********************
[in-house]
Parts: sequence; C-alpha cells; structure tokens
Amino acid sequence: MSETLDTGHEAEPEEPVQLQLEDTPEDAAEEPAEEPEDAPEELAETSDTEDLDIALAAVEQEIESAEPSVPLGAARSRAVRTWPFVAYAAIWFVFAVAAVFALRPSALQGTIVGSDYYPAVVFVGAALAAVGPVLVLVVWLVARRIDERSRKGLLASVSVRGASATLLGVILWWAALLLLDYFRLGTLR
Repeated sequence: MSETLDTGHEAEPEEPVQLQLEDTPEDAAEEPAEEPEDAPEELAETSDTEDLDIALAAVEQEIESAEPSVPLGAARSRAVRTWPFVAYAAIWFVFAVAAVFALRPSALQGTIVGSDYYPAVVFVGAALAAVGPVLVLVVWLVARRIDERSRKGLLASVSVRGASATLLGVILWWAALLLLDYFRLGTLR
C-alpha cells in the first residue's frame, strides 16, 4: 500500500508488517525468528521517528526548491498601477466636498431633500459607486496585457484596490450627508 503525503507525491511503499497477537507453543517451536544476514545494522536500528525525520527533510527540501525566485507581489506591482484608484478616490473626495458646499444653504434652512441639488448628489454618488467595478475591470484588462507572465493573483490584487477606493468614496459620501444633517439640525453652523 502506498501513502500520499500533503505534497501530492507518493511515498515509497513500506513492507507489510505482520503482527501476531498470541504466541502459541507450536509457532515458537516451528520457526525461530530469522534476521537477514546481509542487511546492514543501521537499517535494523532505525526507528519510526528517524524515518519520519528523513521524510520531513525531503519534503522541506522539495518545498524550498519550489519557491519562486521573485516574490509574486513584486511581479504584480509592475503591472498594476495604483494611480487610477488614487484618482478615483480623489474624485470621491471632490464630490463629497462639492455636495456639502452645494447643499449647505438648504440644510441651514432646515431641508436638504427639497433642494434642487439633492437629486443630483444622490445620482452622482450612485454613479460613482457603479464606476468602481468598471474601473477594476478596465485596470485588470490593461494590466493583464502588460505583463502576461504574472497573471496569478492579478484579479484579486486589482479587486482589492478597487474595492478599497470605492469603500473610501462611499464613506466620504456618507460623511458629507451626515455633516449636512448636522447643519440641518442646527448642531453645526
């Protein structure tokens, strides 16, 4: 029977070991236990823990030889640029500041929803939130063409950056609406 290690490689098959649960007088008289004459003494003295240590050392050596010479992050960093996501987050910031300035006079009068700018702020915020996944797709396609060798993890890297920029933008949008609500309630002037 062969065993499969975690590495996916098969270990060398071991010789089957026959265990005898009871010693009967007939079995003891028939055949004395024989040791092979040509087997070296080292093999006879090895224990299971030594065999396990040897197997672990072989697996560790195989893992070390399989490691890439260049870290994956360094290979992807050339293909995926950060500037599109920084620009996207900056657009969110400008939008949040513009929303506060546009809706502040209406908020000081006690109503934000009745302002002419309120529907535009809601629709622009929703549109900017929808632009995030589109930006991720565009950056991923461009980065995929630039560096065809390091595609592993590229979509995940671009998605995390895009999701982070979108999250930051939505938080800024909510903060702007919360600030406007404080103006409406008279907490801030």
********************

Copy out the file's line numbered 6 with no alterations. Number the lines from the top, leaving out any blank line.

């Protein structure tokens, strides 16, 4: 029977070991236990823990030889640029500041929803939130063409950056609406 290690490689098959649960007088008289004459003494003295240590050392050596010479992050960093996501987050910031300035006079009068700018702020915020996944797709396609060798993890890297920029933008949008609500309630002037 062969065993499969975690590495996916098969270990060398071991010789089957026959265990005898009871010693009967007939079995003891028939055949004395024989040791092979040509087997070296080292093999006879090895224990299971030594065999396990040897197997672990072989697996560790195989893992070390399989490691890439260049870290994956360094290979992807050339293909995926950060500037599109920084620009996207900056657009969110400008939008949040513009929303506060546009809706502040209406908020000081006690109503934000009745302002002419309120529907535009809601629709622009929703549109900017929808632009995030589109930006991720565009950056991923461009980065995929630039560096065809390091595609592993590229979509995940671009998605995390895009999701982070979108999250930051939505938080800024909510903060702007919360600030406007404080103006409406008279907490801030």